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Finished With Engines: Irish Sea Shipping is now closed to new updates - J.H. Luxton Photography - Transport, Industrial History, Regional Photographs UK & beyond

SS Great Britain - Brunel's Masterpiece

Photographs  John H. Luxton 2012

These photographs of Brunel's S.S. GREAT BRITAIN were taken on Saturday June 16, 2012. It is probably nearly a decade since S.S. GREAT BRITAIN previously featured on Irish Sea Shipping.

The ship, from which all subsequent screw propelled ocean liners were subsequently developed, was returned to Bristol for preservation back in 1970. The past 42 years have seen the ship restored from rusting hulk to provide an insight into ocean passenger travel in 1843. A visit to the ship is highly recommended.       

Replica of the original six bladed propeller.
Visitors have access to the bottom of the Great Western Dock. This is a sealed environment in which a dehumidifier reduces moisture in the atmosphere to just 20% arrest to hull corrosion. The hull plates were made at he Coalbrookdale Foundry at Ironbridge. Visible in the hull are the scuttling holes created to deliberately sink the vessel whilst she was used as a storage hull in the Falkland Islands as well as the crudely plated great crack in the hull.. Looking up from the bottom of the dry dock visitors can see through glass sheets which surround the vessel and seal her in the dry dock. Above these sheets there is a shallow layer of water which makes the ship appear afloat in the dock when viewed from the dock side. 

The two bladed retractable screw displayed with the original rudder displayed in the museum. The retractable rudder was fitted in 1857 and would be raised when the ship was operating only under sail.

Whistle from the SS GREAT EASTERN which ended her days on the Mersey as a visitor attraction operated by Lewis's department store.

The glass panels which provide an airtight seal to protect the hull and the covering of water viewed from the dockside.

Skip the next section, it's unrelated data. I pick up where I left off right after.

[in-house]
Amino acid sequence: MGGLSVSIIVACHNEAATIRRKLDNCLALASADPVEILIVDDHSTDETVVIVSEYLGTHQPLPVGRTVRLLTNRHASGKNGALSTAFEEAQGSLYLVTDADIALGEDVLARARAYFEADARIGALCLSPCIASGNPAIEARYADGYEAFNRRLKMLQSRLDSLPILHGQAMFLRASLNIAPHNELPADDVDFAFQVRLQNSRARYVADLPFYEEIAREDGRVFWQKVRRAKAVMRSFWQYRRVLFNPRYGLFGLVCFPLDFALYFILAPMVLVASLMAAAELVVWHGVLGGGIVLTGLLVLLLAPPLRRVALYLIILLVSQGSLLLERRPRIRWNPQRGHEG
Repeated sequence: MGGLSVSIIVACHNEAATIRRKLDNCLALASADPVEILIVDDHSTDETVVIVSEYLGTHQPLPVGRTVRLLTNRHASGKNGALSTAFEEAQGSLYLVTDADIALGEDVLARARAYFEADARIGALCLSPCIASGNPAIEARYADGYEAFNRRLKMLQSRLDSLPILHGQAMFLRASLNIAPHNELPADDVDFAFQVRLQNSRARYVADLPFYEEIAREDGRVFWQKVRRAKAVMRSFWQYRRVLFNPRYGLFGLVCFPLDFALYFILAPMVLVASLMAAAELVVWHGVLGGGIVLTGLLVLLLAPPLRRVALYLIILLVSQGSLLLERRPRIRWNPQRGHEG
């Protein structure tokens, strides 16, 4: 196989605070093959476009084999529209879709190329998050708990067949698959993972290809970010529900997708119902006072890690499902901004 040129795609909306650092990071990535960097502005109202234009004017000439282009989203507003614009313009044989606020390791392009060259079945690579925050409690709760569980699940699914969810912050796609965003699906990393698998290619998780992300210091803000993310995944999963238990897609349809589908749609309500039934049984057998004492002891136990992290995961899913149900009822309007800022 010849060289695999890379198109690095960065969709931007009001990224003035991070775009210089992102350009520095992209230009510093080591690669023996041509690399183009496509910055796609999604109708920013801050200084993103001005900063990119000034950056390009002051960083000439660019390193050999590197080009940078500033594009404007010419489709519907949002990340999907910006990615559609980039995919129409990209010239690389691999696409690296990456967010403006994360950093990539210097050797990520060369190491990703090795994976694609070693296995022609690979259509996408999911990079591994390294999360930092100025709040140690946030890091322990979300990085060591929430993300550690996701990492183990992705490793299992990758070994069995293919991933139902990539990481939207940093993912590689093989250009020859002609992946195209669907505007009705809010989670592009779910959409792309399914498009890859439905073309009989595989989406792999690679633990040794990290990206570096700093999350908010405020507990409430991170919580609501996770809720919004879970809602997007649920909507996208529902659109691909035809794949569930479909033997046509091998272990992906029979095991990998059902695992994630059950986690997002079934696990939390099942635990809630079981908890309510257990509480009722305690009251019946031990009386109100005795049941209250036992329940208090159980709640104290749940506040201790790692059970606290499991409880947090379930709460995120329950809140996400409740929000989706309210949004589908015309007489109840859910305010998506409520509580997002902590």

The weather deck was available for passenger promenading in good weather, though only first class passengers were allowed to use the area above the stern a painted line demarcating the first class area. Located on deck in the third class area were chicken coops and a livestock stall to accommodate cattle to provide passengers with fresh eggs and milk.

The first class galley and food storage  and preparation areas. The ship carried livestock provide for an ample supply of fresh meat, eggs etc during a voyage as there were no refrigeration facilities back in the mid 19th Century.

The butcher can be seen at work in the picture far right. One wonders what today's hygiene inspectors would make of these facilities today?

The first class promenade deck well illuminated from deck lights and windows in the transom stern I.K. Brunel can be found seated there. Some first class cabins are located each side of this area.
Unlike modern ocean passenger ships the cabins, even first class, are very small and the berths incredibly narrow anyone on the large side would have experienced discomfort whilst trying to sleep!First class lounge
First class bathroomFirst class heads (toilet)First class cabin
The engine room extends the full height of the ship from keel to weather deck. It contains a replica of Brunel's original four cylinder engine which was linked to the propeller shaft by a chain linkage.
The surgeon's cabin.An army officer in a first class cabin

The first class dining room could accommodate up to 360 passengers. The tramcar style flip over seats were provided to allow passengers to face inwards for entertainment when the saloon was not being used for dining.

Steerage accommodation was very basic and offered either in cabins which held four passengers or in berths in open areas. Separate catering arrangements were provided (right)

The foc'sle area remains partially unrestored - this allows visitors to view part of the ship in the condition in which it was when returned from the Falkland Islands as well as providing for a view of a cross section of the ship's decks.

Stairs and companion ways - left.

Views of the ship from the dockside - below.

The quayside around the vessel on the starboard side of the ship has been dressed with various artefacts so as to depict a typical dock side view of a ship preparing to depart.

For more information on the S.S. GREAT BRITAIN visit the official web site at:


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